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Exclusive: G20 to consider cutting debt to well below 90 percent/GDP - document

An European Union flag flutters outside of the European Parliament in Brussels October 12, 2012. REUTERS/Francois Lenoir
An European Union flag flutters outside of the European Parliament in Brussels October 12, 2012. REUTERS/Francois Lenoir

By Jan Strupczewski

DUBLIN (Reuters) - Financial leaders of the world's 20 biggest economies will consider next week in Washington a proposal to cut their public debt over the longer term to well below 90 percent of gross domestic product, a document prepared for the meeting showed.

The proposal, prepared by the co-chairs of the G20 Working Group on the Framework for Growth, follows agreement of the leaders of G20 countries in June last year to set ambitious debt reduction targets beyond 2016, when, under an earlier agreement from Toronto in 2010, debt was to stop growing.

"The co-chairs proposed that: 'over the longer-term, G20 members should gear their fiscal policy towards achieving a debt level that is well below 90 percent of GDP,'" a document prepared for European Union delegates for the meeting said.

"We take note of the proposal made by the co-chairs on fiscal objectives as a good basis for discussion," said the document, endorsed by EU finance ministers on Saturday and seen by Reuters.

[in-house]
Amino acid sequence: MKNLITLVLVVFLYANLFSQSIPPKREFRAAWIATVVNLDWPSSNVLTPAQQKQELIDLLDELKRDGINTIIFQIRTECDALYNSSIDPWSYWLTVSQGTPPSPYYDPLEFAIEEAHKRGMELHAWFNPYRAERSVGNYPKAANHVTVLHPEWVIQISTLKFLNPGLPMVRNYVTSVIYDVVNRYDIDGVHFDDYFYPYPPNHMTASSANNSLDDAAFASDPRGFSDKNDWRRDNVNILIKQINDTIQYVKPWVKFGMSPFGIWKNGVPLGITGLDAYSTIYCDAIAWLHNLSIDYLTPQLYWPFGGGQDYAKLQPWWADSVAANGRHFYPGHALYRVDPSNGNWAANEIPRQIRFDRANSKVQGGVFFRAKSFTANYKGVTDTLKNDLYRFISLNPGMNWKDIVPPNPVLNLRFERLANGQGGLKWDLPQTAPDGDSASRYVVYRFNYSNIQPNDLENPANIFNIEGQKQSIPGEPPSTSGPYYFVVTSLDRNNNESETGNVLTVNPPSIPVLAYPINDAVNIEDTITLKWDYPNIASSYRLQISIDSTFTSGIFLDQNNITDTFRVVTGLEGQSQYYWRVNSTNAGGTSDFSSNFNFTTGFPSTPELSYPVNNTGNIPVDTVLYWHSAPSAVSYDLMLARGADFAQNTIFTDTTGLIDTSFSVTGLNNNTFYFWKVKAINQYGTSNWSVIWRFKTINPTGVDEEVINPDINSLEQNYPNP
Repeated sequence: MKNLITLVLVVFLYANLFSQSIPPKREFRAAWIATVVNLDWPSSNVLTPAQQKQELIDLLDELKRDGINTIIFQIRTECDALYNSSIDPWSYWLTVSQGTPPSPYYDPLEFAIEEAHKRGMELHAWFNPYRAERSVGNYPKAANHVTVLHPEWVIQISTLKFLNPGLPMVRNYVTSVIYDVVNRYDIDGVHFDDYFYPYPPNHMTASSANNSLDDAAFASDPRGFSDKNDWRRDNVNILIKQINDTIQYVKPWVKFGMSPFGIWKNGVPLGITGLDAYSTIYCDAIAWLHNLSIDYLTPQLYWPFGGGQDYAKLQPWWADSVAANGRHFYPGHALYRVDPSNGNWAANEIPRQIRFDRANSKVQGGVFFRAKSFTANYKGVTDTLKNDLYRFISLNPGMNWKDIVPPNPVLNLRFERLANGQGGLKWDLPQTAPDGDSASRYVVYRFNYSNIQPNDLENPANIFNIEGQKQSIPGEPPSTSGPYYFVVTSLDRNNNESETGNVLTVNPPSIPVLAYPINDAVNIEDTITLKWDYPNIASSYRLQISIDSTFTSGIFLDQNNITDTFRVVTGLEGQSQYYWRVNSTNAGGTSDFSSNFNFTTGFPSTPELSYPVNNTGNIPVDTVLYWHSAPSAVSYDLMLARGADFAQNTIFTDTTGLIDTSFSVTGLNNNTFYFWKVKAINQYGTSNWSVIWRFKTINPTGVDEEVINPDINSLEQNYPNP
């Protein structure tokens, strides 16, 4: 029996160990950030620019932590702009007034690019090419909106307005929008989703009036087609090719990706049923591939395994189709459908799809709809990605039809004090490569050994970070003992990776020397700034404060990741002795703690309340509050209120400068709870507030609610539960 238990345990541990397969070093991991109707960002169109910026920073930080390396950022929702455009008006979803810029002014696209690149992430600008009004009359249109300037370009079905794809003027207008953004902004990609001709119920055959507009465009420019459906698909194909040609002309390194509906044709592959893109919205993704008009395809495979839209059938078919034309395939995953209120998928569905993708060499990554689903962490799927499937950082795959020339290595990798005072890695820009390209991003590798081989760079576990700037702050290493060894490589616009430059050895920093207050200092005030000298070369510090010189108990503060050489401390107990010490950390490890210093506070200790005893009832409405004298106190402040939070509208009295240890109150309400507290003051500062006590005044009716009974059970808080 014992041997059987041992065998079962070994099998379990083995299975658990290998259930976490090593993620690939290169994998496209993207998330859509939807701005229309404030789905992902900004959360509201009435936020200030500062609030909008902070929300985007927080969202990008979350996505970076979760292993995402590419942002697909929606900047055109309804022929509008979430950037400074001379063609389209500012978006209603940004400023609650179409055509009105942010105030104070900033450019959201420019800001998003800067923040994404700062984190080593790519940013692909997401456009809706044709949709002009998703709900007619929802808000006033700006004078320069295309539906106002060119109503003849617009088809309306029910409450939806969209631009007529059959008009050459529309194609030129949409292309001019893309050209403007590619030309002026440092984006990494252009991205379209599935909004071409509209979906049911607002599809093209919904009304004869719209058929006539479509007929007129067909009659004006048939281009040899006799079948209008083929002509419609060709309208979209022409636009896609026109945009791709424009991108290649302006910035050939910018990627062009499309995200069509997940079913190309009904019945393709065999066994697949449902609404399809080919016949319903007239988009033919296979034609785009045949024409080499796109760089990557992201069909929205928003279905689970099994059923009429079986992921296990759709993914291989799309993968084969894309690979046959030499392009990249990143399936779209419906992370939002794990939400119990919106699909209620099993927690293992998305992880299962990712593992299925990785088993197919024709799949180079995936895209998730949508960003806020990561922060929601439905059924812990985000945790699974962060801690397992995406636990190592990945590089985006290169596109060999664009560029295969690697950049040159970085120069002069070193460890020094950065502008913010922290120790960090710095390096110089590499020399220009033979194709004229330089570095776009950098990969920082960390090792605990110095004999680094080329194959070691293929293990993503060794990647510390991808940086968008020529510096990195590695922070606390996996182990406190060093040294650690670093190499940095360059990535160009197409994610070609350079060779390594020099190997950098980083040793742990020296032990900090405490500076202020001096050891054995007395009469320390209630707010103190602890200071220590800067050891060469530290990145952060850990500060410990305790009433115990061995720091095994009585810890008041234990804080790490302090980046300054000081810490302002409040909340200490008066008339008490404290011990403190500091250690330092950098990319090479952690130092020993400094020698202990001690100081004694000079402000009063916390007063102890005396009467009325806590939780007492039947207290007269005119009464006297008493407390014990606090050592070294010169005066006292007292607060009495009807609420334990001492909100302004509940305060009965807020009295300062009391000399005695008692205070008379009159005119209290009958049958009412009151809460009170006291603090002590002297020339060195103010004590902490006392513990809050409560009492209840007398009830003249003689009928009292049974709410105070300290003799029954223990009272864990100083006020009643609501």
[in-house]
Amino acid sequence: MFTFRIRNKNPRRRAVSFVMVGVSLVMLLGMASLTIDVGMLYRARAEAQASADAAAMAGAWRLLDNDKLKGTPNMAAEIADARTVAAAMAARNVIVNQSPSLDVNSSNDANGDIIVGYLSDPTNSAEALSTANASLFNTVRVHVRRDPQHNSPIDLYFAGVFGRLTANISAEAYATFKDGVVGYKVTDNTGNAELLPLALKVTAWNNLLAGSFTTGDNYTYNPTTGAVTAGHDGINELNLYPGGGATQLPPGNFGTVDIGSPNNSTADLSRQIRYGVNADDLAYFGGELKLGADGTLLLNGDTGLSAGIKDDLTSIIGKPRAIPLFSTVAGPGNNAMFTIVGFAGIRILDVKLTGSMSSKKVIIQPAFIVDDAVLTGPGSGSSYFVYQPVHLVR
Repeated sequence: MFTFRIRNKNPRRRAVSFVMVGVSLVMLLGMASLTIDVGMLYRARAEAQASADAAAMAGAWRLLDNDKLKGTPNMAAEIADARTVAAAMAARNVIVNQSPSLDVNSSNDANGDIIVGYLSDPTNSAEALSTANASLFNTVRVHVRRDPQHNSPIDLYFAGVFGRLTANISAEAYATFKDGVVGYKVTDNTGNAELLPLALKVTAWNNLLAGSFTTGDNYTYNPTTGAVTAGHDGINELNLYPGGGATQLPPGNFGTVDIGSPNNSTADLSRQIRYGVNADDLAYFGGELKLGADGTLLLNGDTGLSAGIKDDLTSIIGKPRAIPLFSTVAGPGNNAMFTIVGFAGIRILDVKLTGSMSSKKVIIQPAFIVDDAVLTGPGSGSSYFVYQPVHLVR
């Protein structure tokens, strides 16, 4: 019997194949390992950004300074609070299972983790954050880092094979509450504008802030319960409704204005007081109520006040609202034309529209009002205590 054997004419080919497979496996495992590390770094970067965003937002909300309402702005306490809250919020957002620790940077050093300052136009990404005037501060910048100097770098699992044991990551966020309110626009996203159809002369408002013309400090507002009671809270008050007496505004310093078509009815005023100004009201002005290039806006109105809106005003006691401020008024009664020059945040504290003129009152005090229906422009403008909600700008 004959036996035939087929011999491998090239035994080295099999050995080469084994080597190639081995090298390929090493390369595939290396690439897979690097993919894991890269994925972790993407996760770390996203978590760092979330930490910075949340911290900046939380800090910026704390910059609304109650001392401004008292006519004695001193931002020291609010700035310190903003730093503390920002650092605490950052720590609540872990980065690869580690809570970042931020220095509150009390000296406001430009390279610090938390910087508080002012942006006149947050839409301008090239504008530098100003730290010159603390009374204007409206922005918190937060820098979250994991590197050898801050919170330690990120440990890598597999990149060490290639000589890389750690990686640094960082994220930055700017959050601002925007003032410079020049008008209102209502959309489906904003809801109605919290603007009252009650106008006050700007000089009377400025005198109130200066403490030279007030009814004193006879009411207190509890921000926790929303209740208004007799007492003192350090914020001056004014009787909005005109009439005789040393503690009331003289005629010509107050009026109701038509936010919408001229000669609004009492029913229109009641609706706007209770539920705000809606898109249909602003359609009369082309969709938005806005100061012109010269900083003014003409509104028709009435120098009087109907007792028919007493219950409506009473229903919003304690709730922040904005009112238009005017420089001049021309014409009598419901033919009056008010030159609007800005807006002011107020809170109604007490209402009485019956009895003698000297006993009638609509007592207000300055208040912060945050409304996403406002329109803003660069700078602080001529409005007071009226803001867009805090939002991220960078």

The European Union itself, however, has a more ambitious debt ceiling of 60 percent of GDP for its 27 members and will suggest a lower target for the G20 would be better, too.

"Our experience with...the 60 percent of GDP reference value shows the importance of a more ambitious debt anchor. Such a debt anchor is needed with a consolidation path that is carefully calibrated to sustain the recovery," it said.

"Advanced G20 economies should commit to a common debt reduction anchor including fiscal adjustment plans which point to a clear and credible downward path of general government debt levels," the document said.

Such targets would be easy for the European Union where the debt ratio is now 90 percent, or even for the United States with a debt of around 105 percent. But they could prove impossible for countries like Japan, where debt is well above 200 percent.

To beat deflation and help stagnant growth, the Bank of Japan has launched the world's most intense burst of monetary stimulus ever, pledging to inject about $1.4 trillion into the economy in less than two years.

The G20 is expected to discuss the spillover effects on emerging market economies from monetary easing in Japan and other advanced economies, Japan's Finance Minister Mitsuhiro Furusawa said on Friday.

The massive scale of the BOJ's stimulus pushed the yen to a four-year low against the dollar this week and has jolted Japanese bond prices, with the 10-year bond yield rebounding to 0.635 percent on Friday from a record low of 0.315 percent hit last week after the BOJ announced its policy moves.

The European Union will warn the G20 next week that such Japanese policies are not without risks.

"We welcome Japan's efforts to revive domestic growth. However, longer-term concerns remain as current economic policies risk increasing Japan's dependence on fiscal and monetary stimulus while bold structural reforms are needed to tackle underlying challenges," the document said.

"In view of its elevated gross public debt level, we support Japan's forthcoming fiscal consolidation measures, including the consumption tax hikes foreseen for 2014 and 2015," it said.

The EU will also call on China to accelerate the liberalization of the country's financial sector and to strengthen its social safety net and move quickly towards a market determined exchange rate system.

(Reporting By Jan Strupczewski; editing by Ron Askew)

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